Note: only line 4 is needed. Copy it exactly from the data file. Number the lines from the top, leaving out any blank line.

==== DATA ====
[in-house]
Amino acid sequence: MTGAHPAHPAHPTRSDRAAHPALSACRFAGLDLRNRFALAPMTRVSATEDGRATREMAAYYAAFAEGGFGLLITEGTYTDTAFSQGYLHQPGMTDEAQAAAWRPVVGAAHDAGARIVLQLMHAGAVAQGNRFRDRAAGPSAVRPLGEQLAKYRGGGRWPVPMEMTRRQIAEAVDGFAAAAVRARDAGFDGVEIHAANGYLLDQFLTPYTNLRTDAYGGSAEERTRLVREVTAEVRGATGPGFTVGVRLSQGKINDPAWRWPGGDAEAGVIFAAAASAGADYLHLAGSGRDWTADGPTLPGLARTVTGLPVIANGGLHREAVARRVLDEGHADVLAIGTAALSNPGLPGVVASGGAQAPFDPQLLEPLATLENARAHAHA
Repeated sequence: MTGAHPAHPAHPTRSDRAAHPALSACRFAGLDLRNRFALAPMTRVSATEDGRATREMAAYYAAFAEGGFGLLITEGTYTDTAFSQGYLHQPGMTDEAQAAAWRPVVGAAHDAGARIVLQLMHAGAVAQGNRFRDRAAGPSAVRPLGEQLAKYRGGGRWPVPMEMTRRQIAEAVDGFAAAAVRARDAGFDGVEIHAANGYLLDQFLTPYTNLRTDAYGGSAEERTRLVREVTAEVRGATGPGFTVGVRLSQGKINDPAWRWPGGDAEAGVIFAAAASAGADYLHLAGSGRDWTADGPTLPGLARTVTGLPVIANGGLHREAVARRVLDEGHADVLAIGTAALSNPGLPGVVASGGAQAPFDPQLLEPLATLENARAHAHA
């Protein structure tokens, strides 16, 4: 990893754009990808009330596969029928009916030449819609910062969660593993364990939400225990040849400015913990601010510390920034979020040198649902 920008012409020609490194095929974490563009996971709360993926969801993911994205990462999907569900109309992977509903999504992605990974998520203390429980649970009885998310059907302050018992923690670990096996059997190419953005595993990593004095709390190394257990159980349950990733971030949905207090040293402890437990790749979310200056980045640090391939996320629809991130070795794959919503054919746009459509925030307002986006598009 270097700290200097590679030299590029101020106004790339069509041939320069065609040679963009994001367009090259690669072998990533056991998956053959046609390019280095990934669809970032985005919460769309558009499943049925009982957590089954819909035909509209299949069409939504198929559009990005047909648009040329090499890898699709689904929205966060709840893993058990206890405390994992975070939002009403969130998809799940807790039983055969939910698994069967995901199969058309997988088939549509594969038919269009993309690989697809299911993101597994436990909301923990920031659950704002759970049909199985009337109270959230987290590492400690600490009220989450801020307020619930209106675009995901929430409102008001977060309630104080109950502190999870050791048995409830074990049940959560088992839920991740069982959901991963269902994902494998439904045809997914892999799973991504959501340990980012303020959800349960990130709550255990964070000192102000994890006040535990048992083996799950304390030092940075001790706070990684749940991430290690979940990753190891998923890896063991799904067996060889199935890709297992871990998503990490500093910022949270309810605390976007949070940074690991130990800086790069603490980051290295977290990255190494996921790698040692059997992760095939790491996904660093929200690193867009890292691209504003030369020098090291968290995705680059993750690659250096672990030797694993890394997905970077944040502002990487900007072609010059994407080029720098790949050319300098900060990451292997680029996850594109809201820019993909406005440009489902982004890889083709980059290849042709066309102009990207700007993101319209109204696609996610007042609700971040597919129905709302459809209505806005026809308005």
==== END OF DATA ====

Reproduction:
């Protein structure tokens, strides 16, 4: 990893754009990808009330596969029928009916030449819609910062969660593993364990939400225990040849400015913990601010510390920034979020040198649902 920008012409020609490194095929974490563009996971709360993926969801993911994205990462999907569900109309992977509903999504992605990974998520203390429980649970009885998310059907302050018992923690670990096996059997190419953005595993990593004095709390190394257990159980349950990733971030949905207090040293402890437990790749979310200056980045640090391939996320629809991130070795794959919503054919746009459509925030307002986006598009 270097700290200097590679030299590029101020106004790339069509041939320069065609040679963009994001367009090259690669072998990533056991998956053959046609390019280095990934669809970032985005919460769309558009499943049925009982957590089954819909035909509209299949069409939504198929559009990005047909648009040329090499890898699709689904929205966060709840893993058990206890405390994992975070939002009403969130998809799940807790039983055969939910698994069967995901199969058309997988088939549509594969038919269009993309690989697809299911993101597994436990909301923990920031659950704002759970049909199985009337109270959230987290590492400690600490009220989450801020307020619930209106675009995901929430409102008001977060309630104080109950502190999870050791048995409830074990049940959560088992839920991740069982959901991963269902994902494998439904045809997914892999799973991504959501340990980012303020959800349960990130709550255990964070000192102000994890006040535990048992083996799950304390030092940075001790706070990684749940991430290690979940990753190891998923890896063991799904067996060889199935890709297992871990998503990490500093910022949270309810605390976007949070940074690991130990800086790069603490980051290295977290990255190494996921790698040692059997992760095939790491996904660093929200690193867009890292691209504003030369020098090291968290995705680059993750690659250096672990030797694993890394997905970077944040502002990487900007072609010059994407080029720098790949050319300098900060990451292997680029996850594109809201820019993909406005440009489902982004890889083709980059290849042709066309102009990207700007993101319209109204696609996610007042609700971040597919129905709302459809209505806005026809308005």